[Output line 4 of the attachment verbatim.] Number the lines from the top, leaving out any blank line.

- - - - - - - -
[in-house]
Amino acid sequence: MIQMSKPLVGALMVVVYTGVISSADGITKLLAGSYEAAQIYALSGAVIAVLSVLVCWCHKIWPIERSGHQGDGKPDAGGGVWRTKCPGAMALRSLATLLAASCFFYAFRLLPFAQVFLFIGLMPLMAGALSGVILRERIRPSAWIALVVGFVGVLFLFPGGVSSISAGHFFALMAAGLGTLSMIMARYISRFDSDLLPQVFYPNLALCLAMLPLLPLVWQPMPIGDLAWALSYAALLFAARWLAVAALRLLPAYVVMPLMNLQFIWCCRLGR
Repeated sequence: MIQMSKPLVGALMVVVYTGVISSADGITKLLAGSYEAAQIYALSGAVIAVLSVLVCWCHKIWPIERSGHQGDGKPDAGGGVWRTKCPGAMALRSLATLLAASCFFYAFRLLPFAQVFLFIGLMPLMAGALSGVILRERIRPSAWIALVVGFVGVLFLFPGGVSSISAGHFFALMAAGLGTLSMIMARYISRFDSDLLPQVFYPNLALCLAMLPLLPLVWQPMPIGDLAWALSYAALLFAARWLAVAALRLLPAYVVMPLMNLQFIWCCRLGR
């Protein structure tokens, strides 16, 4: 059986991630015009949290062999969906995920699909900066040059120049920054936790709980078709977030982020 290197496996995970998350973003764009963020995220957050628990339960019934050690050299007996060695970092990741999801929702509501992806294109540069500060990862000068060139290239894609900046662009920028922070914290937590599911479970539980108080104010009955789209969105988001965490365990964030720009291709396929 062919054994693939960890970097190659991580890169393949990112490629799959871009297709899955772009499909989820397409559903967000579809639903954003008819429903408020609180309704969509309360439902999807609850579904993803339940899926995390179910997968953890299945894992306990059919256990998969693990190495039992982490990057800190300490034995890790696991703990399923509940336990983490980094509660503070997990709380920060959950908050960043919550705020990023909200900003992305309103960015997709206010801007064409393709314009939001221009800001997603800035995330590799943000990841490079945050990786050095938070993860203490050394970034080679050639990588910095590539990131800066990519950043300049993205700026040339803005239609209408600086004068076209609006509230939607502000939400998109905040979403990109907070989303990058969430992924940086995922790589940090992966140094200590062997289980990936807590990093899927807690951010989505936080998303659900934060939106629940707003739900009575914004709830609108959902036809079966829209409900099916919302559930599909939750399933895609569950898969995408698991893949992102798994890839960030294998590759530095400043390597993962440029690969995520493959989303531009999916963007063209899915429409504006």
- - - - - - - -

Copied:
């Protein structure tokens, strides 16, 4: 059986991630015009949290062999969906995920699909900066040059120049920054936790709980078709977030982020 290197496996995970998350973003764009963020995220957050628990339960019934050690050299007996060695970092990741999801929702509501992806294109540069500060990862000068060139290239894609900046662009920028922070914290937590599911479970539980108080104010009955789209969105988001965490365990964030720009291709396929 062919054994693939960890970097190659991580890169393949990112490629799959871009297709899955772009499909989820397409559903967000579809639903954003008819429903408020609180309704969509309360439902999807609850579904993803339940899926995390179910997968953890299945894992306990059919256990998969693990190495039992982490990057800190300490034995890790696991703990399923509940336990983490980094509660503070997990709380920060959950908050960043919550705020990023909200900003992305309103960015997709206010801007064409393709314009939001221009800001997603800035995330590799943000990841490079945050990786050095938070993860203490050394970034080679050639990588910095590539990131800066990519950043300049993205700026040339803005239609209408600086004068076209609006509230939607502000939400998109905040979403990109907070989303990058969430992924940086995922790589940090992966140094200590062997289980990936807590990093899927807690951010989505936080998303659900934060939106629940707003739900009575914004709830609108959902036809079966829209409900099916919302559930599909939750399933895609569950898969995408698991893949992102798994890839960030294998590759530095400043390597993962440029690969995520493959989303531009999916963007063209899915429409504006």